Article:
How GDPR Affects Using a Hosted Dialler

While the comprehensive, wide-reaching nature of the EU’s General Data Protection Regulation (GDPR) touches every business, call centres face some unique challenges. After all, their core activity is entirely dependant on the use of personal data.

Understandably, call centres are concerned about how their use of a hosted dialler may need to change in light of new regulations. Even after GDPR came into effect in May 2018, people are still considering how data can be validated and checked for compliance and how their opt-in processes may need to change even further.

To help, we’ve prepared a free eBook - Preparing Your Contact Centre for GDPR. In it, you’ll get a complete guide to preparing for ongoing compliance with these new regulations, as well as how your workflow may need to change.

However, the biggest changes aren’t in how you use your hosted dialler, but the justifications that sit behind that use.

Assessing your hosted dialler’s use of personal data

For the sake of understanding, the GDPR idea of ‘data processing’ is perhaps best thought of as ‘using or coming into contact with data’. In many cases, it’s something that starts before your call centre with the company that provides your data, and – when you’re using a hosted dialler – will also have implications for your service provider.

Since you will be processing and often controlling personal information, it’s your responsibility to make sure privacy is maintained. For a lot of call centres, these will be things you’re already doing - but now, your obligations to record and report on them have increased.

You should be reporting on things like:

  • Only storing information that’s essential to your activity – names and phone numbers are probably okay, but financial histories may be a problem
  • Using encryption for transmitting, sharing, and storing data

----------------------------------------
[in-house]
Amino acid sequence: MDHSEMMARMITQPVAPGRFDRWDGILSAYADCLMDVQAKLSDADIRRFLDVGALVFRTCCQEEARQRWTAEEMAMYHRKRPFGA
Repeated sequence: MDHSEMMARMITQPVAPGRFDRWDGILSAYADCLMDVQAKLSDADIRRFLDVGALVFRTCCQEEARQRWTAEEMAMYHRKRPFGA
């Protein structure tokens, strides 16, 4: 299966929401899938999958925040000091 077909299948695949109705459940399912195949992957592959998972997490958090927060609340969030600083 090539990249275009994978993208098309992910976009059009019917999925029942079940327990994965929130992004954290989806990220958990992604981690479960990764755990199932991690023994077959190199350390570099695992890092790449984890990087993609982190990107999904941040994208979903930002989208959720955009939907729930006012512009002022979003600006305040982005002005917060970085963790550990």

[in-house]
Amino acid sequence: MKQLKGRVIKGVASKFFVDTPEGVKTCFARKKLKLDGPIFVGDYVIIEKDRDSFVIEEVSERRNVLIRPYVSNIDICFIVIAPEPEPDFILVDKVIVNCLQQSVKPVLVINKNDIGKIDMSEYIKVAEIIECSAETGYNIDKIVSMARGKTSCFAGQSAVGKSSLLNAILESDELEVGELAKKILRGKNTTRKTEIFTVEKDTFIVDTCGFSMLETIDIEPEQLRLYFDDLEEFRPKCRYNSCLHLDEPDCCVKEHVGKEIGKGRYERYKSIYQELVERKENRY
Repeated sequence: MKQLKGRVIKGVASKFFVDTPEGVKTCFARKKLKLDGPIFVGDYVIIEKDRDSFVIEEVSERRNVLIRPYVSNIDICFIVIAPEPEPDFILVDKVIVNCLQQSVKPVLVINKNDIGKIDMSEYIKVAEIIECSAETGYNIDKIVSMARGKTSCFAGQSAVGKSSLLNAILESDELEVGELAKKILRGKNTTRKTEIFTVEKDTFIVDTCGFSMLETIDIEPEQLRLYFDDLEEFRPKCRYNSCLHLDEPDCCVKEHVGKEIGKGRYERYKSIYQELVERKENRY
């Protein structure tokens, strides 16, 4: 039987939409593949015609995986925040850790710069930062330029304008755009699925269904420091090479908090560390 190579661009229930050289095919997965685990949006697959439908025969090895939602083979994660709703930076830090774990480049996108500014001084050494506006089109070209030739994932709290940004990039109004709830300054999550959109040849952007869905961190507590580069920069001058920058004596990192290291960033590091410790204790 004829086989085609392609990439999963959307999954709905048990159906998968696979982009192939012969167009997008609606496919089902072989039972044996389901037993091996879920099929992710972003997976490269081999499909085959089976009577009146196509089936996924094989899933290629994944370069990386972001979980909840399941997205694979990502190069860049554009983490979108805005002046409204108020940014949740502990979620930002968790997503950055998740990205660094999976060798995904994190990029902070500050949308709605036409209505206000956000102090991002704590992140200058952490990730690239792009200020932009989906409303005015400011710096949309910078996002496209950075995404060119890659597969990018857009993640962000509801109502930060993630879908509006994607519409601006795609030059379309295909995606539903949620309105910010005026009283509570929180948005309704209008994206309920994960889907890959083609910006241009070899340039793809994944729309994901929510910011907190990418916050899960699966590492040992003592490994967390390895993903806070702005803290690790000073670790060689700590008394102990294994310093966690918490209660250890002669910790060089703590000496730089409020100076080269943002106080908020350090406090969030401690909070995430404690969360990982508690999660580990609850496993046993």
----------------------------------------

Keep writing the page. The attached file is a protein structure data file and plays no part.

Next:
• Using encrypted upload methods to get data into your dialler
  • Storing information on how and when opt-in was given if applicable

We’d also recommend asking your data suppliers and service providers difficult questions about their own GDPR compliance. Meeting your obligations – and avoiding fines – is something that everyone in your value chain needs to take responsibility for.

Cold calling using a predictive dialler under GDPR

It’s a common misconception that cold calling has become more difficult under GDPR. You do not need to get positive opt-in for every record you hold, nor do you need to reinvent how your campaigns work. However, you should take the time to consider (and record) the rationale behind the calls you make.

This is best achieved through what the Information Commissioner’s Office (ICO) calls a ‘balancing test’ or a Legitimate Interests Assessment. This a process that compares your ‘legitimate interest’ against the rights and interests of data subjects; a type of risk assessment that you can use to demonstrate your rationale behind calling.

Since the European Charter of Fundamental Rights includes ‘the freedom to conduct a business’, conducting a campaign to market a business and generate revenue is a legitimate interest – albeit one that regulators would consider trivial. Similarly, unexpected calls do not infringe on the fundamental rights of a person, but their desire not to be disturbed is a trivial legitimate interest.

In short, call centres can still make cold calls without opt-in. But you’ll need to demonstrate why your interests outweigh the inconvenience – and that’s where classic techniques for using a hosted predictive dialler become essential.

Configuration is still the best strategy for call centre compliance

While GDPR affects multiple areas of your business and will undoubtedly mean you need to change some processes, using a hosted dialler will stay refreshingly familiar.

As ever, the right dialler configuration can keep the level of frustration and inconvenience as low as possible for your data subjects – tipping the balancing test in your favour.

Keeping dropped call and abandon call rates low has become more important than ever. After all, it’s impossible to make a case that repeated silent phone calls are a fair use of personal information.

But, with an intelligently set call ratio, Telephone Preference Service (TPS) compliance, transparent Calling Line Identity (CLI) , you can use your hosted dialler to engage in activities that service your legitimate interests – making calls and closing sales.

Get a complete guide to contact centre GDPR compliance.

Click here to get your free eBook

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